LazyFA is fast approaching 10,000 users. As I spend a large majority of my time on the site developing features, testing code and fixing bugs, I often wonder how users are actually using the site, which features they're finding most helpful, and which ones need improvement. To that point I recently reached out to an avid LazyFA user and asked him to share with me what his analysis process is like when investigating a new opportunity. He wrote up an excellent two part article explaining the basics of how he delves into the financials, using LazyFA to compare the company's recent performance against its past performance as well as to compare the company itself against its competition. This is part one (stay tuned for part two in a couple days!)
“An investment operation is one which, upon thorough analysis, promises safety of principal and an adequate return. Operations not meeting these requirements are speculative.”
- Benjamin Graham, The Intelligent Investor
In a society fueled by instant gratification, one must be cautious when dealing with the stock market. Many so called investors blindly enter the machine known as Wall St. with zero strategy or game-plan. They simply throw money at a commission free broker with fancy charts and promises of “good plays.” I was one of those “investors.” I use quotes around the word because what I, like many others, was doing cannot be considered investing. It was more like gambling. Investing, in my own words, is knowing as much about a company and how they operate as possible, before you even consider pressing the trade button. A stock may be the next big thing with promises of fortune and tripling equity, but be cautious. Investing is much more than just going through a company’s financial reports with a fine tooth comb, but this article is going to focus on doing just that.
For today’s example we will be using a defense sector stock; General Dynamics (GD). General Dynamics Corporation operates as an aerospace and defense company worldwide. It operates in five segments: Aerospace, Combat Systems, Information Technology, Mission Systems, and Marine Systems. Their market cap at the time of writing was $53.302B.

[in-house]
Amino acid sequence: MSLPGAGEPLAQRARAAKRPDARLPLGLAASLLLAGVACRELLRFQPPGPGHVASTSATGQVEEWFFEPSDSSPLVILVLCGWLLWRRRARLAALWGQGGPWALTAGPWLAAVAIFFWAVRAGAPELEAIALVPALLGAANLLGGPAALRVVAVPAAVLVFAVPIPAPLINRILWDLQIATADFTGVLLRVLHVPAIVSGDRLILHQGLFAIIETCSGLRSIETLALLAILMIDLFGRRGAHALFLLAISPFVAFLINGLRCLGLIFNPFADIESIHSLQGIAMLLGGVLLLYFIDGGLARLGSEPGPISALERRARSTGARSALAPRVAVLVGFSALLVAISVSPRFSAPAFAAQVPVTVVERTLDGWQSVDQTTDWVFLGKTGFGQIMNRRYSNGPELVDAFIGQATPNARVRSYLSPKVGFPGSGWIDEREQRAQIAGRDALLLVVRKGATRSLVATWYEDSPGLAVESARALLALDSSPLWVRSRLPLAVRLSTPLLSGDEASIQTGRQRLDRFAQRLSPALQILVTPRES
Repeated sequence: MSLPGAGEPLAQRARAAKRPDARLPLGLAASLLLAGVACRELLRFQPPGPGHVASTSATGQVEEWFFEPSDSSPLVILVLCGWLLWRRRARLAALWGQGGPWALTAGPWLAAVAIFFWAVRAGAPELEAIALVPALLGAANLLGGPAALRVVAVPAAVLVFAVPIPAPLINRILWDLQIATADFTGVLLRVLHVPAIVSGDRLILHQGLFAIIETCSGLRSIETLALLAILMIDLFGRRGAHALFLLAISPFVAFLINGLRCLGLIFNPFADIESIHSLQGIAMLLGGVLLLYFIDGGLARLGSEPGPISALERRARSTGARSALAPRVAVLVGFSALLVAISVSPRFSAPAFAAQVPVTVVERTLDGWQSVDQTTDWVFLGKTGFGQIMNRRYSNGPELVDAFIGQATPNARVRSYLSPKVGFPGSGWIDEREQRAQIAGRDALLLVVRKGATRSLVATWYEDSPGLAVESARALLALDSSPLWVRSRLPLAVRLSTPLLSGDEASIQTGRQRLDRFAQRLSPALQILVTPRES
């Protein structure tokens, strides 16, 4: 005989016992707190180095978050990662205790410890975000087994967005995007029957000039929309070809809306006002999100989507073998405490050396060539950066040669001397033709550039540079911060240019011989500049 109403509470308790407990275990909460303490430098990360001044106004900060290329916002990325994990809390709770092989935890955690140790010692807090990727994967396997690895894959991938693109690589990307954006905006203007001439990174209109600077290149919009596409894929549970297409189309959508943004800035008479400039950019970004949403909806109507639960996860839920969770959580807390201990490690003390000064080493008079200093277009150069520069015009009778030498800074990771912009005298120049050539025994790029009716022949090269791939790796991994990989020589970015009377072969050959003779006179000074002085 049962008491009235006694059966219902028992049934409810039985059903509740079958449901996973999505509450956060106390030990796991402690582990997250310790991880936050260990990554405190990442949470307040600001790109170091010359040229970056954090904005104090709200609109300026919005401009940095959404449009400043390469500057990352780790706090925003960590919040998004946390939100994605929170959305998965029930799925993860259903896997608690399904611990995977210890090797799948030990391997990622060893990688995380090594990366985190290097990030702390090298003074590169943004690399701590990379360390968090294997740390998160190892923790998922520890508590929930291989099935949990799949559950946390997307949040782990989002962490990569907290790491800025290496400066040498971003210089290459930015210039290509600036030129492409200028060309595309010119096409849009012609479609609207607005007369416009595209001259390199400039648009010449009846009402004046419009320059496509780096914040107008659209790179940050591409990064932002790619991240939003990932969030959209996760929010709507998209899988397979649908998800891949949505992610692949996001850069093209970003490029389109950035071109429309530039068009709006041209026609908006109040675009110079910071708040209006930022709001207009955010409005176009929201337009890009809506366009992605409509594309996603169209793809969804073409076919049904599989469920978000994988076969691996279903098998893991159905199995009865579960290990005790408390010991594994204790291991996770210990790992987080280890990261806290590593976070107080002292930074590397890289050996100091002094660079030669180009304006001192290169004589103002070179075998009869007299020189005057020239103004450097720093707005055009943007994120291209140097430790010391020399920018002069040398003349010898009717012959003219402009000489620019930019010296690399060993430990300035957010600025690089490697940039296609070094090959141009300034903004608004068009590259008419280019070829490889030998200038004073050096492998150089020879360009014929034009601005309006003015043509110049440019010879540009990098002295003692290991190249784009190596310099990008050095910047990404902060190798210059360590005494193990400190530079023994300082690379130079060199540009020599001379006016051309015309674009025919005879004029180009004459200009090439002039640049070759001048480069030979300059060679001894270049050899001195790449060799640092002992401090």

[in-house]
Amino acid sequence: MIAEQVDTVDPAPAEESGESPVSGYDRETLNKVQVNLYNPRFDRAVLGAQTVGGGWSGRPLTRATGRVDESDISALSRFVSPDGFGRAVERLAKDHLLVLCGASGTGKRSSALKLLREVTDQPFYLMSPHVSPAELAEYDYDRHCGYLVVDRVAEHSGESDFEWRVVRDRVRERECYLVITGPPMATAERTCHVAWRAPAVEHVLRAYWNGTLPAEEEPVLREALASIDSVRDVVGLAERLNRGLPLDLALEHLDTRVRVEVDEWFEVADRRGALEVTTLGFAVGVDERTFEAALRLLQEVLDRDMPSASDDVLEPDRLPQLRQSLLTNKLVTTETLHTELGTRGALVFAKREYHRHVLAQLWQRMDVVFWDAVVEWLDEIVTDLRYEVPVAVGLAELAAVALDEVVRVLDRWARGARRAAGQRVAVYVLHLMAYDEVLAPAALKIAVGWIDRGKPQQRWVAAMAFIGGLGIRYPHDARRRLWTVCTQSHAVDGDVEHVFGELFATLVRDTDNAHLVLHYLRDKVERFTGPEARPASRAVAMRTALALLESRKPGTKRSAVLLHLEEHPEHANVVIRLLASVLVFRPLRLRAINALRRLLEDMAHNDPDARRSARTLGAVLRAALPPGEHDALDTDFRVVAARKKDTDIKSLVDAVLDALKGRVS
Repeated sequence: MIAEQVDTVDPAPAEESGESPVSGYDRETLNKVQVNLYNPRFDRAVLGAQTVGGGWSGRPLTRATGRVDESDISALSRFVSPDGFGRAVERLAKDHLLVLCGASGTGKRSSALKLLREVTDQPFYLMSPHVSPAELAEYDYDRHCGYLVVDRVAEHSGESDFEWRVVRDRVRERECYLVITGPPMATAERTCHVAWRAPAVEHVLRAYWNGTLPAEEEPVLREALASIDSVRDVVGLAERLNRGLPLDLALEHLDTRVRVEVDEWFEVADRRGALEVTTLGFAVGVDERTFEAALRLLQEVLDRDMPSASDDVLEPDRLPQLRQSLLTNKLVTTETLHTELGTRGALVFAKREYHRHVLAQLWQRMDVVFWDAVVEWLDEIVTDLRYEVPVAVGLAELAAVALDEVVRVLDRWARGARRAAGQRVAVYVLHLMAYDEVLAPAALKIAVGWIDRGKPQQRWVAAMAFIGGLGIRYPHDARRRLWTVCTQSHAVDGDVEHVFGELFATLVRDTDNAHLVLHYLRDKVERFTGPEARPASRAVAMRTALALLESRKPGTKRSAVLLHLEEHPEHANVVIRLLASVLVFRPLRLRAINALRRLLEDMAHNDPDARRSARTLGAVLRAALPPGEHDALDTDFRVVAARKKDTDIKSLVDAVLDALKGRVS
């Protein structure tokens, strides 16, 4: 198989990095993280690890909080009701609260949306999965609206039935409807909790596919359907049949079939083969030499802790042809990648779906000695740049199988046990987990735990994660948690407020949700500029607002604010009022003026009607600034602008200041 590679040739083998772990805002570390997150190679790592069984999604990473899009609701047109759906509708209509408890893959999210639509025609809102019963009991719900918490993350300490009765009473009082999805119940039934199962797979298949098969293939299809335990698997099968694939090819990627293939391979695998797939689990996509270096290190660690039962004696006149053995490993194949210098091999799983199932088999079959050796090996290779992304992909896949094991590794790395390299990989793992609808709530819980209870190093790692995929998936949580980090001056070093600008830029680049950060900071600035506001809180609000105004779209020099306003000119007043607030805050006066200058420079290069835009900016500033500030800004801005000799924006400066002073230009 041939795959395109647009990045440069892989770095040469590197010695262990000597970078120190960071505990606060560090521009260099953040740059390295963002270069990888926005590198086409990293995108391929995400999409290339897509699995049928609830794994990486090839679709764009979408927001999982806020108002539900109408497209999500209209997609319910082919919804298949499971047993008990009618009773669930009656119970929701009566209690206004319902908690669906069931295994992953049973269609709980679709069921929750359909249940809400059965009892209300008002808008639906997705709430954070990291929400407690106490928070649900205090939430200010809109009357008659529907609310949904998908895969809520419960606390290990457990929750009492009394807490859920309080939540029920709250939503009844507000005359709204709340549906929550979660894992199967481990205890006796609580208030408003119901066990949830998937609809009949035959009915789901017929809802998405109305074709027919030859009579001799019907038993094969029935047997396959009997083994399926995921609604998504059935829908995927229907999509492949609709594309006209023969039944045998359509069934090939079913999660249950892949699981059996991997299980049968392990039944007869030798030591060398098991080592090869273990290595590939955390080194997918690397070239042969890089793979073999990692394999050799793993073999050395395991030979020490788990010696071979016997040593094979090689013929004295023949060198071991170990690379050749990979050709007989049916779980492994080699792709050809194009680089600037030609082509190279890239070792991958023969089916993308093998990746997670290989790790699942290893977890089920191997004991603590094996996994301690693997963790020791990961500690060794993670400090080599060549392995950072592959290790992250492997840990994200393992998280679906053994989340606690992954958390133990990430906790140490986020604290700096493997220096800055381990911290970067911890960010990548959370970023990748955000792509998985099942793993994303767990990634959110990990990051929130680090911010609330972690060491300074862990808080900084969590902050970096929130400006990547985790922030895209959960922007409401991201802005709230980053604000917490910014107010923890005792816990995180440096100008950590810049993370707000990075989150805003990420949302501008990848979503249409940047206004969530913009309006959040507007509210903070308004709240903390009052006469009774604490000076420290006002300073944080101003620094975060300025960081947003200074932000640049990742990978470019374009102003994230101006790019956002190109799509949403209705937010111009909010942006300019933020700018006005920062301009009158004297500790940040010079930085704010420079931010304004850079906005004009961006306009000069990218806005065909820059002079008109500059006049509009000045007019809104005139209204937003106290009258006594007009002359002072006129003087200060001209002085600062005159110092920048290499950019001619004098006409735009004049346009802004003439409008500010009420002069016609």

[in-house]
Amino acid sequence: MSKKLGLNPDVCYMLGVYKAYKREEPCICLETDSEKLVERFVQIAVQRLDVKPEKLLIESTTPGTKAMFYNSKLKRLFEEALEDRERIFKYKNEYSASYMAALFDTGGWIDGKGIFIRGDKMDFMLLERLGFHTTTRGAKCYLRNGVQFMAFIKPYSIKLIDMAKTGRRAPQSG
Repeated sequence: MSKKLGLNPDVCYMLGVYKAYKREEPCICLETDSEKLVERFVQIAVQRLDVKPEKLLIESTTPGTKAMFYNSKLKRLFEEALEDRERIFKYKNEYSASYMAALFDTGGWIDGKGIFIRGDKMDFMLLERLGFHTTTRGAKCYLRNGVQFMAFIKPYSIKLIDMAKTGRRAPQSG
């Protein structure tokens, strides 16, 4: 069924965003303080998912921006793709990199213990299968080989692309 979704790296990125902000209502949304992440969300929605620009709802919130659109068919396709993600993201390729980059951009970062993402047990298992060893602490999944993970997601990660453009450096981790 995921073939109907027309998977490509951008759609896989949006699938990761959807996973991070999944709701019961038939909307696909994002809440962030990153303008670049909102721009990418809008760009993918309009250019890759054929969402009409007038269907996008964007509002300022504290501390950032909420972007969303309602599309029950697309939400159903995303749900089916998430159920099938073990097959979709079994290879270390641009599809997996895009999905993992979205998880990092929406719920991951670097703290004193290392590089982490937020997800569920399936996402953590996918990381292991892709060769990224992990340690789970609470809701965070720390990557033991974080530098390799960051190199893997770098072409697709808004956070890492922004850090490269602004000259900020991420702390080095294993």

Now that we have our company established we are going to dive into their financial statements. I am not going to go into detail on what a fundamental analysis strategy is; that would make for a very long article. According to Investopedia:
Fundamental analysis (FA) is a method of measuring a security’s intrinsic value by examining related economic and financial factors. Fundamental analysts study everything that can affect the security's value, from macroeconomic factors such as the state of the economy and industry conditions to microeconomic factors like the effectiveness of the company's management.
Let’s begin! The very first step I take when looking into a company is taking a quick look at LazyFA’s red flag analysis tool. This gives me a very broad overview of each financial statement. I highly recommend this tool if you are just starting out as it takes specific metrics of financial statements and either marks them as green or, as the tool suggests, red. Obviously we would like to see more green than red.